Vox Puffery, Vox Dei

Vox Puffery, Vox Dei

 There is a concept in the law called puffery and it’s great.

I cannot prove that to you that it’s great, however, because a legal concept’s greatness or lack of greatness is something entirely personal. And that is an excellent introduction to the concept.

The case that brings up “puffery” is Viggiano v. Hansen Natural Corp., decided by the U.S. District Court for the Central District of California, which is in Los Angeles [an enhanced version of this opinion is available to lexis.com subscribers]. Although the case covers a number of important issues, the one I want to focus on is the claim that labeling the soda at issue with the word “premium” breached an express warranty under Section 2-313 of the Uniform Commercial Code. The court described the claim as follows:

Viggiano also alleges that Hansen’s statement that the beverage is a “premium soda” is a warranty that has been breached because the soda has “less than premium ingredients [due to the] presence of sucralose and acesulfame potassium.”

The court would have none of it. 

The term “premium,” however, is mere puffery; it has no concrete, discernable [sic] meaning in the diet soda context, and thus cannot give rise to a breach of warranty claim.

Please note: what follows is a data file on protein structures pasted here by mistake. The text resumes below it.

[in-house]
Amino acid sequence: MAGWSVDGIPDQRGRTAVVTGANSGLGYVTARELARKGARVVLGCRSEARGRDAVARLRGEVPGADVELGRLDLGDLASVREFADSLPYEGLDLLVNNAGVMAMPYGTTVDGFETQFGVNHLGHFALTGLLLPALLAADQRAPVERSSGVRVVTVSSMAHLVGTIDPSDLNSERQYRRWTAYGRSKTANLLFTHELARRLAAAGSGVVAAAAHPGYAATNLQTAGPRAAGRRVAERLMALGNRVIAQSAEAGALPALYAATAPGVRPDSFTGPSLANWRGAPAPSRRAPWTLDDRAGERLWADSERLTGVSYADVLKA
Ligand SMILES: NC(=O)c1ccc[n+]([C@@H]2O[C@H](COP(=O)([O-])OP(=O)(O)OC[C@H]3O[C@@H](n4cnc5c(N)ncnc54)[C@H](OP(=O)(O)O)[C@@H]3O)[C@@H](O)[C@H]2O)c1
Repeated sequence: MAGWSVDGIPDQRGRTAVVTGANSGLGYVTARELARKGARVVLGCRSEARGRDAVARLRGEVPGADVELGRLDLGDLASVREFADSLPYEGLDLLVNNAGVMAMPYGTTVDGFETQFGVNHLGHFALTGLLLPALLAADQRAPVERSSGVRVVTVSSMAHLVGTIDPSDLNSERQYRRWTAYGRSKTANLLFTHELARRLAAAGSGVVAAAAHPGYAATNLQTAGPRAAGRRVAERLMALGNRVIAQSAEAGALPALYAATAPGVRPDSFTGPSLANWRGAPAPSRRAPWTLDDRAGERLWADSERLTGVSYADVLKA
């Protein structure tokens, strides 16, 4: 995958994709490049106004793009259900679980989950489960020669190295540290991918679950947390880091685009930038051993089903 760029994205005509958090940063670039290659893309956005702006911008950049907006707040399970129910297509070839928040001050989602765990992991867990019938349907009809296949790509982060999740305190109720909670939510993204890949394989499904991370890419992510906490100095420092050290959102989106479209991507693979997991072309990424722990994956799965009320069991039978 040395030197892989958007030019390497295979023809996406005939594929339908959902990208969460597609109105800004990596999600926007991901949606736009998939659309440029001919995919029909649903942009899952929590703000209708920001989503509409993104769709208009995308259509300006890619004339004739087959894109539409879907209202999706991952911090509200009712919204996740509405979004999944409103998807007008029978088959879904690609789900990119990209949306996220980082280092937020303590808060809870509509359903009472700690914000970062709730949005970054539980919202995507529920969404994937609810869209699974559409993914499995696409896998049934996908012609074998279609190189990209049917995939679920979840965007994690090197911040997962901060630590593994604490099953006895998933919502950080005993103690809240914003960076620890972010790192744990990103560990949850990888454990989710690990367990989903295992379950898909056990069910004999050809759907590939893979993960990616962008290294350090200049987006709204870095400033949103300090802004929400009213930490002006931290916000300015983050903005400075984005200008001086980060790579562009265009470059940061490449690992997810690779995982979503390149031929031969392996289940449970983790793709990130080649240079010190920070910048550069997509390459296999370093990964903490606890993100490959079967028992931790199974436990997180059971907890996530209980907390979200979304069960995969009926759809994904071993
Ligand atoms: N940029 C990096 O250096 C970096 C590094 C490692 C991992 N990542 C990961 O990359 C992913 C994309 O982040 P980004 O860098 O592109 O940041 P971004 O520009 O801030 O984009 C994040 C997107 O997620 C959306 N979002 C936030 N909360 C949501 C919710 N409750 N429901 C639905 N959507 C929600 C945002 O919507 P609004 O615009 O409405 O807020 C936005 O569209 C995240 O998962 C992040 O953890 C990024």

The court was almost entirely right. “Premium” clearly cannot give rise to a breach of warranty claim; it is not, as Section 2-313 requires, “An[] affirmation of fact or promise made by the seller to the buyer which relates to the goods and becomes part of the basis of the bargain . . . .” But it does have a “discernible” meaning and anyone reading this blog knows what that meaning is, instinctively. It means you’re going to pay a higher price. Why? Because the retailer, wholesaler and manufacturer all believe they can get you to pay a higher price. If they are right, you will pay the higher price whether there is any inherent extra value in the goods or not. If they are wrong, the price will be lowered. That is the unbending law of economics. 

 (Parenthetically, I think it's quite likely that Hansen's called its diet soda, and also its club soda, which is pictured here, "premium" is be because its main line of sodas is marketed as "Natural Cane Soda" because it uses cane sugar instead of HFCS and they needed a word to fit in the same position on the logo of the sodas that don't use sugar.)

But why do I think puffery is great? Because it helps leaven the conversation. It allows us to use poetry in advertising, not bureaucratic double-speak. And it stops unworthy lawsuits in their tracks. 

Consider the world without puffery. I said we could never know that “puffery’ was “great”, but imagine if Kellogg’s could not have Tony the Tiger tell us that Frosted Flakes were "gr-r-reat!” 

Or imagine the lawsuit when a flex-fuel train, running out of coal or diesel crossing the mountains, sues Good ‘n’ Plenty because their engine would not run on candy-coated licorice. I don’t want to live in that world. 

Read additional articles at the Food Liability Law Blog

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